Dos and don’ts with artificial light at home
Artificial lighting: provide generous, even and soft lighting
Dimmers for transitions from waking to sleeping
- abundant / harsh light
- fluorescent lighting and its attendant transformer humming
- high contrast lighting schemes or deep shadow
interior design (light and sight)
Sensory sensitivity, Disturbed perception, Central coherence and sleep disorders
In order to
- address sensory sensitivity’s for light (and sound-)effects
- to assist in falling asleep
- to prevent the familiar, daytime reality from turning into something strange and frightful
Artificial lighting generally promotes oversight and a sense of security when it is even and relatively soft and not harsh. Strong or harsh lighting, by contrast, produces annoying shadows. Therefore many prefer subdued light of compact fluorescent lamps (CFLs) and dimmers.
An important reason to strive for lighting the whole space is that change of a few elements of a situation may lead to the experience of a whole new situation, because of Weak Central coherence. In such a case it’s quite possible that the familiar room of the daytime isn’t recognized at night. Of course the chances of such disorienting experiences rise as the number and size of unlit areas in the room go up.
Another reason for lighting the whole house is shadows can be wrongly perceived. A shadow behind a piece of furniture, for instance, can be seen as a hole in the floor and/or the wall.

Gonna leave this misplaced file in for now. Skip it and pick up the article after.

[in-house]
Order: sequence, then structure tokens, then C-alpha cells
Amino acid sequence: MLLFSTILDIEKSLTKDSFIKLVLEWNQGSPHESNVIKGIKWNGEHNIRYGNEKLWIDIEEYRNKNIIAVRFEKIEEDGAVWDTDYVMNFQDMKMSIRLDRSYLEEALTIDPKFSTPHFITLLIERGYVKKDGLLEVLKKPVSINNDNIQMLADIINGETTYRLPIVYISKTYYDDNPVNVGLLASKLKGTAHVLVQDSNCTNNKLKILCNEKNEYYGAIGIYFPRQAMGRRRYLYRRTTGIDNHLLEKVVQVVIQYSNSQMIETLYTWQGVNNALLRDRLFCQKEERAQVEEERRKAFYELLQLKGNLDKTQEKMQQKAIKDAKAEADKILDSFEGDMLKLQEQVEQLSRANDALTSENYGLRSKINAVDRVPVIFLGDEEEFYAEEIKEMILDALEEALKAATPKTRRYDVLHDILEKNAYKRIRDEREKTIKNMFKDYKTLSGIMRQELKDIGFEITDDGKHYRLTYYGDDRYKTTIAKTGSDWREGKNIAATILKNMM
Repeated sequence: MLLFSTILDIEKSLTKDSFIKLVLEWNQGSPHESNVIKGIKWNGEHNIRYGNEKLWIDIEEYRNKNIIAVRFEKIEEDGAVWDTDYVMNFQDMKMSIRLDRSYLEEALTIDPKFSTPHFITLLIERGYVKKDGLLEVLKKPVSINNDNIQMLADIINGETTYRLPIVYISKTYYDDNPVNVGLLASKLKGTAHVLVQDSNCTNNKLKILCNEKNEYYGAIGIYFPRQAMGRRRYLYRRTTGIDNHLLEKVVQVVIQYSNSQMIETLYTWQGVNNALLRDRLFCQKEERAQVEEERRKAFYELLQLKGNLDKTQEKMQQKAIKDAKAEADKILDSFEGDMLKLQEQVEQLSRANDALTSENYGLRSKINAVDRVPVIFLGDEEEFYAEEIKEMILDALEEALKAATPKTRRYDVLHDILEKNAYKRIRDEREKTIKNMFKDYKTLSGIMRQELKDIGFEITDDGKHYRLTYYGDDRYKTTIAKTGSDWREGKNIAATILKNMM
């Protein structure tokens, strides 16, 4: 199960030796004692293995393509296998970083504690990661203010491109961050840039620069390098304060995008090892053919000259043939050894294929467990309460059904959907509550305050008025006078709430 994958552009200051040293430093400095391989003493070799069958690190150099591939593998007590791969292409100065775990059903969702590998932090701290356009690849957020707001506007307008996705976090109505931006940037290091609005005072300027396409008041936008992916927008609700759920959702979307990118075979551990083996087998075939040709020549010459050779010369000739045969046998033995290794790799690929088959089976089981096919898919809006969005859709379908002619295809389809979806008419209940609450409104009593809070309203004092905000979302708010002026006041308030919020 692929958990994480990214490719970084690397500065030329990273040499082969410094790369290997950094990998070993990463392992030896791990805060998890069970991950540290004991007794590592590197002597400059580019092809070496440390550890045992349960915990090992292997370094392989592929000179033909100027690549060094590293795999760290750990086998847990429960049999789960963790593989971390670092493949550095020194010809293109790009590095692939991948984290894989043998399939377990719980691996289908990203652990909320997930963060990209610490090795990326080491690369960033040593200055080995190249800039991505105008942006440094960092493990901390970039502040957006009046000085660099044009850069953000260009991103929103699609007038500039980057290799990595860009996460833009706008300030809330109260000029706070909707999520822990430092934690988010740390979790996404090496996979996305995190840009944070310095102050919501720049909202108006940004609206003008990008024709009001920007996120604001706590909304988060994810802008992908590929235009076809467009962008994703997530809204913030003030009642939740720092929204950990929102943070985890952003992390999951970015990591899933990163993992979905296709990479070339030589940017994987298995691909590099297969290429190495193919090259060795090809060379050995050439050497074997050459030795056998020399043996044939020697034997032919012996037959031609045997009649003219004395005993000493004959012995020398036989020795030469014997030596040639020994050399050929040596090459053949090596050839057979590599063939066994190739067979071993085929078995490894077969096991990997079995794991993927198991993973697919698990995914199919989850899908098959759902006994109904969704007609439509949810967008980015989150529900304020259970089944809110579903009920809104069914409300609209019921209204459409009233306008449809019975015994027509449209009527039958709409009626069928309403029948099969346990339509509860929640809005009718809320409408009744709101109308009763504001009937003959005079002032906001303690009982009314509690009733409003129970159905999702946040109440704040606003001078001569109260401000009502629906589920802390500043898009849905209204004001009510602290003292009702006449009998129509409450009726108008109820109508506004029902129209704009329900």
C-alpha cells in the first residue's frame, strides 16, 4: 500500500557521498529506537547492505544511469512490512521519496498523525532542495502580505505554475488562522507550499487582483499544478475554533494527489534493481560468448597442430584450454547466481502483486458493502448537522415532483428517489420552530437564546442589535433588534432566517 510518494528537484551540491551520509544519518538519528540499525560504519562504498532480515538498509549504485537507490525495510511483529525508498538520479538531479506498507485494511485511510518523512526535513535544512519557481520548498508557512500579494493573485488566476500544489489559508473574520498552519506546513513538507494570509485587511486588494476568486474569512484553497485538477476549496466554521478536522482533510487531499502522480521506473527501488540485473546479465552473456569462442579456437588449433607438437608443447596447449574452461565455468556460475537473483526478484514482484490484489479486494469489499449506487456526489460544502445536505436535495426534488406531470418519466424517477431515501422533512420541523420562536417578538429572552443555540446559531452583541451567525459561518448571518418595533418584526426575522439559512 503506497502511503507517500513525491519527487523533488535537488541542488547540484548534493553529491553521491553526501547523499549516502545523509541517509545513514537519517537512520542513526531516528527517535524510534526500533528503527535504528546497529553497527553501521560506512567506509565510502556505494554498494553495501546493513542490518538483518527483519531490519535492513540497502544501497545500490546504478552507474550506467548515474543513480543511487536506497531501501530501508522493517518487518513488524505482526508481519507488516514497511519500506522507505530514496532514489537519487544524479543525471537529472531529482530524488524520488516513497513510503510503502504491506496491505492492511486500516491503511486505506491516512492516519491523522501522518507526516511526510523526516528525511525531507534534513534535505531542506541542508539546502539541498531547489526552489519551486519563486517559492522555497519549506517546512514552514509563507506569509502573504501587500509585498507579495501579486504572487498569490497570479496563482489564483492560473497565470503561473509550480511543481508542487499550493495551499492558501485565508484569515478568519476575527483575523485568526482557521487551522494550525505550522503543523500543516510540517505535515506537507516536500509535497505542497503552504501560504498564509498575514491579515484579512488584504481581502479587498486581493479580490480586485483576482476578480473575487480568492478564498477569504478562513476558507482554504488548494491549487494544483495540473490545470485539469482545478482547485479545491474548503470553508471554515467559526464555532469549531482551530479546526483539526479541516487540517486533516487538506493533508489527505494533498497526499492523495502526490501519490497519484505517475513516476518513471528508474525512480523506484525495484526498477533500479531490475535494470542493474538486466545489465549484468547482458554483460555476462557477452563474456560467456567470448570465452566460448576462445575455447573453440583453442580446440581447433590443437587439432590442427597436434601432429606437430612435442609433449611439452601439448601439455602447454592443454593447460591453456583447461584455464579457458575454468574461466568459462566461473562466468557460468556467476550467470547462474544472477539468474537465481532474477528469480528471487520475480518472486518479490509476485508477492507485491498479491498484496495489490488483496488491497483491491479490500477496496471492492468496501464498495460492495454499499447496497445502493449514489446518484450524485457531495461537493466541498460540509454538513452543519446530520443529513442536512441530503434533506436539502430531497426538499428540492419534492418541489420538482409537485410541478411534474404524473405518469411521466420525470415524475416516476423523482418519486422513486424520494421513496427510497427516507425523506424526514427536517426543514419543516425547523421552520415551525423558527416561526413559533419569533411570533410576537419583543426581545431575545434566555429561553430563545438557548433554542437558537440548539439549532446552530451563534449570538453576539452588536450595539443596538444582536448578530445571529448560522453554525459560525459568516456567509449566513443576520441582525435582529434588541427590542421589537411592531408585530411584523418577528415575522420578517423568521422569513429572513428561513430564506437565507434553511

Strong fluorescent lighting is to be avoided. Tl is in fact light which flashes rapidly. Because people with Asd often have more acute senses, they can experience a stroboscopic effect, such as in disco’s. Tl-light is usually accompanied by a high whistling–sound above the threshold of the normal ear, but within the reach of many people on the spectrum.
Lindsey Nebeker has this to say about tl-lighting: “White fluorescent tube lighting is (also) painful to my eyes, and leaves me nauseated, irritable, and feeling like I’m visiting an interrogation room.”
Dimmers which help create soft lighting, can also achieve a gradual weakening of the light which is a proven means to stimulate sleep. One of the operant mechanisms is most probably the influence of receding light on melatonin-production (the ‘sleep hormone’). Sleeping disorders are common among people with Asd.
One of the youngsters who was interviewed on this topic disapproves of dimmers; their potential for conflict in the family is one of his arguments:
“I don’t want dimmers, because I want good lighting right away. I don’t want to fiddle to get it right. I prefer one kind of light, which may be too hard of too soft for the dimmer. Also, you get into arguments: one person prefers one thing, another something else.”
This quote shows the social aspect is never far away, even with ‘technical’ subjects and in cases where ‘limitations in social interaction’ are not necessarily present.